[Editor’s note: This report is an excerpt from the Stratas Advisors weekly Short-Term Outlook service analysis, which covers a period of eight quarters and provides monthly forecasts for crude oil, natural gas, NGL, refined products, base petrochemicals and biofuels.]
The price of Brent crude ended the week at $66.77 after closing the previous week at $63.05. The price of WTI ended the week at $63.13 after closing the previous week at $59.34. The increase in crude oil prices reversed the downward trend that had been in place since March 11 of this year, during which time the price of Brent crude declined by 9.45%. Additionally, the reversal is consistent with our forecast that included recovering oil prices during the second quarter.
The increase in prices was supported by the improving demand picture, as indicated by the International Energy Agency and the research arm of OPEC increasing their global demand forecasts for 2021, with both forecasts moving closer to the forecast of Stratas Advisors that was posted earlier this year. The price increases were also supported by the Energy Information Administration reporting the second straight week of significant drawdown in U.S. crude inventories. The level of crude inventories in the U.S. are now lower than for the same period of the previous year. Additionally, oil traders reversed course and start adding to their net long positions again.
At this point, it appears that the recovery of the global economy and the oil markets are well on the way with the expectation that oil demand will outpace global supply during second-quarter 2021. While there are concerns about inflation (which we think has been overhyped) the main risk from a demand perspective remains associated with COVID-19. While the rollout of the vaccine supports optimism, there are still risks, as evidenced by the uptick in cases in India and the ongoing struggles in countries like Brazil.
From the supply-side perspective the situation also looks to be on a stable path with the OPEC+ framework remaining in place after the recently agreed production increases. There are remaining risks, however, because of the unique relationship between oil markets and geopolitics. The associated risks were highlighted last year when U.S. imposed sanctions on a Russian oil trading entity because of its alleged activities pertaining to the Venezuelan regime. In part, because of these sanctions, Russia took a hardline when negotiating with OPEC in response to the declining oil demand associated with COVID-19-related lockdowns. The result was oil prices plummeting below $30 in early April 2020, which ultimately forced OPEC and Russia to resume negotiations, and agree to a production cut of 9.7 million bbl/d. As such, the heightened tensions between the U.S. and Russia, and the decision by the Biden Administration to expel several Russian diplomats from U.S. soil, and the response by Russia to expel U.S. diplomats is noteworthy for the oil markets. The increased tensions between the U.S. and Russia could provide incentive for Russia to destabilize the OPEC+ framework, by pushing for greater production increases, which could trigger other producers to take the same position. That said, for Russia to adopt such an approach would require Russia to weigh the benefits associated with increased production and greater market share against risks of lower oil prices.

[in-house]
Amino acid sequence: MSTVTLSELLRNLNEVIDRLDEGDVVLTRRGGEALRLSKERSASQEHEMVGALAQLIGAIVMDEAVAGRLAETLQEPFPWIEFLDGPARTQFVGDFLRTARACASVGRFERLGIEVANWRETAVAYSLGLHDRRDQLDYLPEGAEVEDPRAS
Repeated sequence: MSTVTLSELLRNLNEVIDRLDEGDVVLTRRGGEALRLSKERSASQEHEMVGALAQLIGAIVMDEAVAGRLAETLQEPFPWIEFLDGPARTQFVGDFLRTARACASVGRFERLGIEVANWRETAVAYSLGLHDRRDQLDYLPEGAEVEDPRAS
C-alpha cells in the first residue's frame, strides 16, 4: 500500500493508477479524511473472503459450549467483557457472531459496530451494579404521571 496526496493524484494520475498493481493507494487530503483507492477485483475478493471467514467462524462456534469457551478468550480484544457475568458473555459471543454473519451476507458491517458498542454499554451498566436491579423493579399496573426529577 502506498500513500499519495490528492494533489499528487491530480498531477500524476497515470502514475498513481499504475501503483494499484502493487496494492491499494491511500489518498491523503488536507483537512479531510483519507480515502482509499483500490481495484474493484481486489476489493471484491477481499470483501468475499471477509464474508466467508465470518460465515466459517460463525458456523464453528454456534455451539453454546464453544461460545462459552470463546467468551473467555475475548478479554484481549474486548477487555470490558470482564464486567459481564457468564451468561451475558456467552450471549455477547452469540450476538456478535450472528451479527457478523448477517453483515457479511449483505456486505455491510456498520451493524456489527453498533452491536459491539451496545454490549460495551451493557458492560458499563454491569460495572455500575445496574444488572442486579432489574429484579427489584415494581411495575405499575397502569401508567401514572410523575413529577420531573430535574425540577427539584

The other potential geopolitical development that could affect oil supply pertains to the growing linkages between China and Iran, including expanding imports by China of Iranian oil and condensate. This development could be a greater risk than the risk associated with Russia because both China and Iran would benefit from increased supply from Iran, while not being affected by any of the negative market factors. However, the strategy is not without risk, because the U.S. would feel compelled to respond. Furthermore, the U.S. is continuing to strengthen its alliance with other Asian countries, including Australia, India and Japan, in part, to counter China. The alliance was highlighted this past week by the meeting between President Biden and Japan’s Prime Minister, during which they openly stated the need to align actions to counter China’s expanding presence in the region. The tensions with China also include Europe, which has been struggling to arrive at a trade agreement with China.
While the major economies—and the oil markets—seem to be moving toward an improving and more stable state, the recent set of geopolitical developments highlights that there are always risks associated with the oil markets—and that these risks extend beyond supply/demand fundamentals.
About the Author:
John E. Paise, president of Stratas Advisors, is responsible for managing the research and consulting business worldwide. Prior to joining Stratas Advisors, Paisie was a partner with PFC Energy, a strategic consultancy based in Washington, D.C., where he led a global practice focused on helping clients (including IOCs, NOC, independent oil companies and governments) to understand the future market environment and competitive landscape, set an appropriate strategic direction and implement strategic initiatives. He worked more than eight years with IBM Consulting (formerly PriceWaterhouseCoopers, PwC Consulting) as an associate partner in the strategic change practice focused on the energy sector while residing in Houston, Singapore, Beijing and London.
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